Friday, April 28, 2006



Last week, a judge ruled that schools were allowed to ban images and phrases from t-shirts in K-12 schools. Understandibly this limits individual rights of autonomy and free speech. Yes, autonomy is already lost in the prison system called public education, however the ability for administrators to effectively ban undesirable matters from schools creates a much larger precendent for limiting freedom of speech on public property.

It seems that the main motivation for limiting freedom of speech is because the students are on property that is owned by the state ("public"), where they have to follow particular behavioral and non-offensive guidelines like diversity-driven and PC friendly activities. So...

Isn't it very easy to pursue this agenda for all public lands and property -- so that all undesirables can be avoided. Like roads, parks, sidewalks, the open-air, beaches and all other publicly owned facilities. In fact, most private establishments that are not explicitly private member-limited clubs have already been under public health regualtion (Clean Air Laws).

Additonally, yes freedom of speech is already limited by purported "hate crimes" and derogatory (generally race-based) slurs and other limitations based on local "decency codes" and at-risk public behavior like yelling "fire" in a crowded theatre.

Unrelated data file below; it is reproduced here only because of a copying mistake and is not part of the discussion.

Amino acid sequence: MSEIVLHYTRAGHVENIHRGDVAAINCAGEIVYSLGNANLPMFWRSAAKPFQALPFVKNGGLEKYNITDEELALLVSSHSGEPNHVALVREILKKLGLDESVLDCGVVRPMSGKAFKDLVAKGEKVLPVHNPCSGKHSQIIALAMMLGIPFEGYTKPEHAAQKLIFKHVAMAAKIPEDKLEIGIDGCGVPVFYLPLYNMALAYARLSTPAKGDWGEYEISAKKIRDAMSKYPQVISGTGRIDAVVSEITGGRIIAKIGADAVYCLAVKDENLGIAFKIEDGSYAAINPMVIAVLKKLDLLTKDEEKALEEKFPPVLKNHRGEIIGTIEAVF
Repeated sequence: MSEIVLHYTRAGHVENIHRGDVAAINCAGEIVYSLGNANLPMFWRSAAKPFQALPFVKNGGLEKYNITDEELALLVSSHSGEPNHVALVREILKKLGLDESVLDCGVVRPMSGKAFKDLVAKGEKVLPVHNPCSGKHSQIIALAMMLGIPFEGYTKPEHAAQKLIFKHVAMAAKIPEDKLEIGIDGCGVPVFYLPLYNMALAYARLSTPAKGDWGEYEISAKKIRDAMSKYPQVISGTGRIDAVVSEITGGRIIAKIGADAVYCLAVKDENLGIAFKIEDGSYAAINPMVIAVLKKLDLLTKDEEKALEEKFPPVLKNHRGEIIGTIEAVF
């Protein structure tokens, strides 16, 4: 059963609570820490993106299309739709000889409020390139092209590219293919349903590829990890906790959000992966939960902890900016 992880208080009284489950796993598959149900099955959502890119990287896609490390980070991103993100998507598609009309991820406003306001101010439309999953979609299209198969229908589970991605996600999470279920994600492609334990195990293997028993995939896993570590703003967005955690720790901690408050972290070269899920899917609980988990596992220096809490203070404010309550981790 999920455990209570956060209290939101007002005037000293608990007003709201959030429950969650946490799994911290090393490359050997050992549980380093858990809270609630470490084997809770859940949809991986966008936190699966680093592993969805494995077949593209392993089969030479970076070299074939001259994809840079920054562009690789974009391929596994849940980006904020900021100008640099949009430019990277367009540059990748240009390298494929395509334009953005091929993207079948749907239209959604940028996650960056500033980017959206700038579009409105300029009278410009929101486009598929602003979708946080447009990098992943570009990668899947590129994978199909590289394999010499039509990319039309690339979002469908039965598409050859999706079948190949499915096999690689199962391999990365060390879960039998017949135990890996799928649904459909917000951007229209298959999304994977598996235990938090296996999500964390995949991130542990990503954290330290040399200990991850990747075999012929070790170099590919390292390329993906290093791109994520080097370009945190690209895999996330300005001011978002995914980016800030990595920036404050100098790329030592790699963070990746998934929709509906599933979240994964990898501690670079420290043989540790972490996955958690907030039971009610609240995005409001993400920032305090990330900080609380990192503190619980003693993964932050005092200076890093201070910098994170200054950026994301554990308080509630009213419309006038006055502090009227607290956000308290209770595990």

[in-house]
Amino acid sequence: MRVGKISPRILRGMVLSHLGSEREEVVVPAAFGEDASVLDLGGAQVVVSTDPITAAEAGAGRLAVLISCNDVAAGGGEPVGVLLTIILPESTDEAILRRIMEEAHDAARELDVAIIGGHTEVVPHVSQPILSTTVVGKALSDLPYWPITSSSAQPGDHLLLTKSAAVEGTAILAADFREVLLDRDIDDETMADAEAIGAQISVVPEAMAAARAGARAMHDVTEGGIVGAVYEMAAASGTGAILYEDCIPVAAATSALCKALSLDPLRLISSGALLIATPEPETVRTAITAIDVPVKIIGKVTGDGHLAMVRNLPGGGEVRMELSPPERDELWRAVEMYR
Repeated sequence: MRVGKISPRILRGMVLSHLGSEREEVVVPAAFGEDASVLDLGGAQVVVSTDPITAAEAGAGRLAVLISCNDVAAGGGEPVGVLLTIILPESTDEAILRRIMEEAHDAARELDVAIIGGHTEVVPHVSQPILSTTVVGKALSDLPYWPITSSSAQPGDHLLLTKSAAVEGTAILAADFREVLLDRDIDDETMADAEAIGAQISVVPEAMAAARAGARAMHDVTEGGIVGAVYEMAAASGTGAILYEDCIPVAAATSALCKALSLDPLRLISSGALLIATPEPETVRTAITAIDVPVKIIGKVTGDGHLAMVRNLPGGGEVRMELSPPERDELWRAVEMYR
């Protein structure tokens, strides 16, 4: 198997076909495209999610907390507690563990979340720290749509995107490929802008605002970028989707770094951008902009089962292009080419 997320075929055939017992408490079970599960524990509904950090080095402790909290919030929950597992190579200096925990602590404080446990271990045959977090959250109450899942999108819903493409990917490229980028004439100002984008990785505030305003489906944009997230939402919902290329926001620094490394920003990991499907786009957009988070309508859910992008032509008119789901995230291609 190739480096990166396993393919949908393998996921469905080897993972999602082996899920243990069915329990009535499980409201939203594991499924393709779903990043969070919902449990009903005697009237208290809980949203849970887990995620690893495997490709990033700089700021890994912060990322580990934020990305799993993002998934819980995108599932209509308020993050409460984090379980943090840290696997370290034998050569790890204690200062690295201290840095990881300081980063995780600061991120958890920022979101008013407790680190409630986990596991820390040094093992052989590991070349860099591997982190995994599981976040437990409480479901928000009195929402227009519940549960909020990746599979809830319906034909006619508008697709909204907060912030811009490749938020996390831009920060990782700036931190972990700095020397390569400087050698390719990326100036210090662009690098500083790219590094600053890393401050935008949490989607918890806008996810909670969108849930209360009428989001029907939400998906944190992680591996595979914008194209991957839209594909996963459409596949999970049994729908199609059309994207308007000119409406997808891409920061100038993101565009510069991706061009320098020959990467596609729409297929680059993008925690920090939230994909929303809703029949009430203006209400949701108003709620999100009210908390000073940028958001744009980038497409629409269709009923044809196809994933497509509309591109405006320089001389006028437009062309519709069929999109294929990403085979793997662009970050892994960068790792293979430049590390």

However, isn't this sort of ability to ban always a dangerous power? Why would we ever expect it to stop, when it is some bureaucrat's ultimate pipe dream to remove all social undersirables (insensitivities) from greater society. We just have to remember that they are acting in our own best interest. You's for your own good.

I don't see any reason for imposing a moral standard when we say there isn't one. Is it rude to cuss in front of my kids? Yeah, it's rude, but detering it should not involve the use of force.
Force is a chicken-squat way of dealing with conflict. Not that it's always bad to be chicken. If the other dude's got a bazooka, call me clucky. But for the majority of cases the deterent of acting rude is that someone might act rudely toward you in response.
The alternative to convention is violence. As Miss manners has taught us, the polite thing is always to act polite no matter if someone else is acting rude. They've got a problem, it isn't ours, leave it at that.
I used to live in Wellons Village, Durham. I met a lot of rude people.
Many a night I would walk outside in my pajamas and knock on the window of some john with a trick.
"Are you lost? Can I help you? Are you new to the neighborhood? I live right over there in that house, and I just love to meet my neighbors. What's your name?"
I wasn't rude, but I wasn't chicken either. The johns found somewhere else to shop, and the tricks found somewhere else to work. I let my morals be known without imposing them on anyone else or being rude. Now, whether their own consciences spoke to them as a result of our meeting, that's for them to deal with.

This way of handling socially undesirable behavior is effective and gracious. Employing the use of force is ineffective and rude.
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